April 8, 2010
DDDB, allies aim to reopen case based on Development Agreement that gives Forest City 25 years to complete AY; ESDC claims those provisions trumped
Atlantic Yards Report
Pointing to the curious delay by the Empire State Development Corporation (ESDC) in releasing the Atlantic Yards Development Agreement until after a key January 19 oral argument in the case challenging the ESDC's 2009 approval of the project, Develop Don't Destroy Brooklyn (DDDB) and 19 community groups have asked that the case be reopened.
The Development Agreement, as I've written, gives developer Forest City Ratner 12 years to build Phase 1 and 25 years to build Phase 2. Meanwhile. the ESDC maintained the project would take a decade, a finding to which Supreme Court Justice Marcy Friedman reluctantly deferred in her March 10 ruling dismissing the case.
"ESDC's continuing use of the 10 year build-out was supported—albeit, in this court’s opinion, only minimally—by the factors articulated by ESDC," she wrote, with one of those factors being the ESDC's professed intention to ensure that Forest City Ratner used "commercially reasonable" efforts to finish the project in a decade.
However, wrote DDDB attorney Jeff Baker in an affirmation filed today:
As set forth below, ESDC did not obtain a commitment from FCR to use commercially reasonable efforts to complete the project by 2019 and in fact signed an agreement that extends the completion of project until at least 2035. Thus, where the Court previously found that ESDC’s rational [basis] was only “minimally” supported, since one of the essential elements is demonstrably false, the Court should reconsider its decision in light of the new evidence.
The petitioners might have gone even farther, charging bad faith. Remember, the Development Agreement, signed December 23, 2009, was not released until January 25, about three weeks after ESDC spokeswoman Elizabeth Mitchell told me the documents would be made available.
ESDC response and defense
Mitchell told the Brooklyn Paper that the agency will oppose the motion and expects to prevail.
Still, the ESDC has offered a rather weak defense of the timeline discrepancy in a motion to dismiss the only extant case, which challenges the failure to issue a new Determination & Findings:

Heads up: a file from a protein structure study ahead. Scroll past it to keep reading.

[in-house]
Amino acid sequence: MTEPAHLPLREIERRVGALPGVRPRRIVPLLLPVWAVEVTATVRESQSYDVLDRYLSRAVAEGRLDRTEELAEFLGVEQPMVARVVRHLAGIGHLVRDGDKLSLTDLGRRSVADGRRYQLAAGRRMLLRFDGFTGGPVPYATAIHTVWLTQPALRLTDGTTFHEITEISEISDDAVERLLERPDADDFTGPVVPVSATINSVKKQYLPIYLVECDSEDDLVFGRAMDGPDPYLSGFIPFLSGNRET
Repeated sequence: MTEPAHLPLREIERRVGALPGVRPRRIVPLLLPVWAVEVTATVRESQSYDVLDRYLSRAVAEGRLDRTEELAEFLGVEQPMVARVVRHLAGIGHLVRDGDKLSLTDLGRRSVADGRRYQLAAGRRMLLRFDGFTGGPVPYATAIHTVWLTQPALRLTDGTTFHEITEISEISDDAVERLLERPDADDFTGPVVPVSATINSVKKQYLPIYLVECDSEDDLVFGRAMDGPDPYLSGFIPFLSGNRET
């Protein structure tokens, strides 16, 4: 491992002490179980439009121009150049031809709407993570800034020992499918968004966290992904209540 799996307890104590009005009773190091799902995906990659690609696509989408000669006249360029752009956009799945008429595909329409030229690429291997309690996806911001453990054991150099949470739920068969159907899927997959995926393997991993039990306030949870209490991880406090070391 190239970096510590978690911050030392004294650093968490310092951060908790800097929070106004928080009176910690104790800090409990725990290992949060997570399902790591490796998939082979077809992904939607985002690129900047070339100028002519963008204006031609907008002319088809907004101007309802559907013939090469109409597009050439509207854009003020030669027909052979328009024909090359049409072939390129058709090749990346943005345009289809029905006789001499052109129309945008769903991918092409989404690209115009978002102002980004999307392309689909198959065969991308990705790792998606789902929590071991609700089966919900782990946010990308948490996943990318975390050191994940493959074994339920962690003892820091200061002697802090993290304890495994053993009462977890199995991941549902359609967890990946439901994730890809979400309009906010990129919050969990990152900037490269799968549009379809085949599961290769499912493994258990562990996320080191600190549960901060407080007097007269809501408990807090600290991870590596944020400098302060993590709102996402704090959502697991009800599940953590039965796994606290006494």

Their allegations... [of delay] are inconsistent with the plain terms of the Development Agreement, which requires that the Project be constructed in accordance with the 2009 MGPP. See Development Agreement at pp. 4-5 (“Project Description”); p. 10 (requiring that the 2009 MGPP requirements be satisfied); p. 4 (requiring that FCRC use commercially reasonable efforts to complete the entire Project by 2019); p. 21 (requiring that the Project “shall have not less than the required Project Site Affordable Housing Units,” a term defined at page 15 of Appendix A to mean the 2,250 affordable housing unit required by the 2009 MGPP).
Baker noted that “commercially reasonable” appears in only one place, and is not defined.
The Brooklyn Paper, Suit: ESDC lied to judge about Yards timetable
The state development agency leading the Atlantic Yards project got a favorable ruling in a key opposition lawsuit by withholding information about the mega-development’s construction timetable from a judge, a new appeal filed today charges.
The missing information was contained in a “closing document” signed by the Empire State Development Corporation and developer Bruce Ratner that allows Ratner to take 25 years to finish the project, instead of the 10 years that the lawyers had argued during the suit itself.
That closing document was made public eight days after the case was heard by Judge Marcy Friedman — and project foes now claim that if she’d had all the information, she might have ruled differently.
In fact, Friedman’s ruling, issued in March, hinted as much.
Brooklyn Daily Eagle, Brooklyn’s Atlantic Yards Will Take Over 25 Years, New Legal Documents Claim
Atlantic Yards will take over a quarter century to build, claims the lead opposition group in a new motion filed in court this week.
Develop Don’t Destroy Brooklyn (DDDB), the lead plaintiff in a lawsuit that was dismissed by the Manhattan Supreme Court earlier this year, has filed a new Motion to Reargue/Renew, asking the court to consider new evidence that DDDB claims was not available at the time of the oral argument in January.
The Motion to Reargue/Renew, filed on Wednesday, has a return date of April 29 at 9:30 a.m. in the Manhattan Supreme Court.
Posted by eric at April 8, 2010 10:22 PM